This information has been written to assist in the implementation of the NHS and Community Care Act 1990. The contents are, however, applicable to all services provided for people with autism.

Factors to be considered during assessment of people with autism

Autism is a lifelong developmental disability. The exact causes are still not known but research shows that genetic factors are important. The spectrum of autistic conditions covers a wide range. It varies from profound severity in some through to subtle problems of understanding in others of average or above average intelligence. Autism often occurs with other learning difficulties.

People with autism have a disability characterised by a triad of impairments as follows:

  • absence or impairment of two-way social interaction
  • absence or impairment of comprehension and use of language and non-verbal communication
  • absence or impairment of true flexible imaginative activity, with the substitution of a narrow range of repetitive, stereotyped pursuits

Other conditions sometimes associated with autism may include attention deficit hyperactivity disorder (ADHD), or learning difficulties such as dyslexia and dyspraxia. People with autism may also experience high or low sensory sensitivity, resulting in unusual reactions to their surroundings.

Autism leads to related problems which may include:

  • resistance to change
  • obsessive or ritualistic behaviour
  • high levels of anxiety
  • lack of motivation
  • inability to transfer skills from one setting to another
  • vulnerability, and susceptibility to exploitation
  • depression
  • challenging behaviour
  • self-injury.

Additional specifications for the provision of care services for people with autism

People with autism need and the service should provide:

  • a person-centred approach, taking the individual's needs, wishes and aspirations into account
  • individual and detailed person centred support plans
  • detailed and specific strategies to achieve social interaction, communication and independence skills
  • highly planned structured activity
  • appropriate staff levels to implement the strategies and provide staff support in all areas
  • an appropriate physical environment.

The service and the staff should provide:

  • consistency and stability in the environment and in all interaction
  • continuous external motivation and positive intervention
  • alternative and augmented communication systems which enable individuals to communicate effectively with those around them.

The service also needs to provide:

  • a support system to handle and relieve staff stress
  • specialised staff training providing both an induction programme and an ongoing programme to reinforce and update the needed staff skills.

The staff role is crucial in enabling people with autism to participate more fully in everyday life. Staff need a thorough understanding of the underlying impairment and to be attuned to the way the person with autism sees the world.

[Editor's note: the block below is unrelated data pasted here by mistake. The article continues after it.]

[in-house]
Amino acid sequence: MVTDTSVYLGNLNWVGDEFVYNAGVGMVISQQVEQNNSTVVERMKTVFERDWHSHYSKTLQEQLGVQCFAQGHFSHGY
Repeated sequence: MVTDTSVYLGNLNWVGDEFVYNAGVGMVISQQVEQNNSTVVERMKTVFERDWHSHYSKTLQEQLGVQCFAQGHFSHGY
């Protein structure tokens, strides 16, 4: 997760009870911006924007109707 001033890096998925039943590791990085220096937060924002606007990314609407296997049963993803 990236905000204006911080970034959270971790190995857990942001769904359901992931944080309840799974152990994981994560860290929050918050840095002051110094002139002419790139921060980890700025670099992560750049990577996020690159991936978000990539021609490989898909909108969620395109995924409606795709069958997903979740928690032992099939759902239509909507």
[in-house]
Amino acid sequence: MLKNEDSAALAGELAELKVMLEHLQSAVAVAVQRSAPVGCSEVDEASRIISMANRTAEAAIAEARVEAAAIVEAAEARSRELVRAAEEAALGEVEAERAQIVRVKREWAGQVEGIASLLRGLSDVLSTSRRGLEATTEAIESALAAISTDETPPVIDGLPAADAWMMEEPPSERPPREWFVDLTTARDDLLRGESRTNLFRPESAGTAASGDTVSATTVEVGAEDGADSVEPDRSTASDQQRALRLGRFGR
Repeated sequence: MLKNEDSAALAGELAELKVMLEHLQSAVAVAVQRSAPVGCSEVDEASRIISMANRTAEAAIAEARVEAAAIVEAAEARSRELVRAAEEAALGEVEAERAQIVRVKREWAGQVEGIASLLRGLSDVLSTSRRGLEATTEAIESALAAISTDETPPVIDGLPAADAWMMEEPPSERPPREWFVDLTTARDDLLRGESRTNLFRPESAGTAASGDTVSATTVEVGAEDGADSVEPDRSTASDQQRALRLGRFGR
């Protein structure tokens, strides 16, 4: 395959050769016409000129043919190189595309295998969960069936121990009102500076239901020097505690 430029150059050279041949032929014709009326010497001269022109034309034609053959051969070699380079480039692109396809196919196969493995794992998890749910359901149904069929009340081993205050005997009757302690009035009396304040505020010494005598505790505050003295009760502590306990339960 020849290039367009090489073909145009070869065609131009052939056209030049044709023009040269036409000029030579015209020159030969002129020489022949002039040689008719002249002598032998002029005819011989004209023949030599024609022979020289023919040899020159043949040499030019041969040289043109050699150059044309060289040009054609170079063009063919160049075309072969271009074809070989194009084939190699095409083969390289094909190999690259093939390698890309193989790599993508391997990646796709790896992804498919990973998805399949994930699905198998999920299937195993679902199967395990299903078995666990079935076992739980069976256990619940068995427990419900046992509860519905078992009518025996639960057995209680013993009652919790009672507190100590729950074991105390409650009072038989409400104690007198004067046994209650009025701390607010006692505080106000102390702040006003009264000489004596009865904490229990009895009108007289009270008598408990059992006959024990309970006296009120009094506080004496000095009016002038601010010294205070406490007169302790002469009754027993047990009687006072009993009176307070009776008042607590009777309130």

The staff training programmes should aim to provide:

  • an ability to understand and interpret the verbal or non-verbal communications of the person with autism
  • an ability to translate situations, events and concepts into language that can be understood and grasped by the person with autism
  • a sensitivity in the recognition of anxiety levels
  • non-aversive skills in the management and reduction of challenging behaviour
  • recognition of the value of repetitive reinforcement and the ability to make careful use of structure in order to counteract the lack of motivation inherent in this disability
  • an understanding of the effect of the sensory environment on the individual.

Further reading

Attwood, T. (2006). The complete guide to Asperger's syndrome. London: Jessica Kingsley

Attwood, T. (2002). Why does Chris do that?: some suggestions regarding the cause and management of the unusual behaviour of children and adults with autism and Asperger syndrome. London: The National Autistic Society

Baron-Cohen, S. (2008). Autism and Asperger syndrome. Oxford: Oxford University Press

Clements, J. and Zarkowska, E. (2000). Behavioural concerns and autistic spectrum disorders: explanations and strategies for change. London: Jessica Kingsley

Department of Health (2006). Better services for people with an autistic spectrum disorder: a note clarifying current Government policy and describing good practice. London: DoH

Department of Health. People with learning disabilities or autistic spectrum disorders. In: Code of Practice: Mental Health Act 1983. Rev. ed. 2008. pp. 307-320. London: DoH

Edwards, D. (2008). Providing practical support for people with autism spectrum disorder: supported living in the community. London: Jessica Kingsley

Frith, U. ed. (1991). Autism and Asperger syndrome. Cambridge: Cambridge University Press

Frith, U. (2003). Autism: explaining the enigma. 2nd ed. Oxford: Blackwell

Powell, A. (2002). Taking responsibility: good practice guidelines for services adults with Asperger syndrome. London: The National Autistic Society

Saeki M. and Powell, A. (2008). Social care: assessment of need for adults with an autism spectrum disorder. London: The National Autistic Society

Tantam, D. and Prestwood, S. (1999). A mind of one's own: A guide to the special difficulties and needs of the more able person with autism or Asperger Syndrome. 3rd ed. London: The National Autistic Society

The National Autistic Society (2013). Ageing with autism - A handbook for care and support professionals. London: The National Autistic Society. Available from

Wall, K. Education and care for adolescents and adults with autism. London: Sage, 2007

Wing, L. (2002). The autistic spectrum: a guide for parents and professionals. London: Constable and Robinson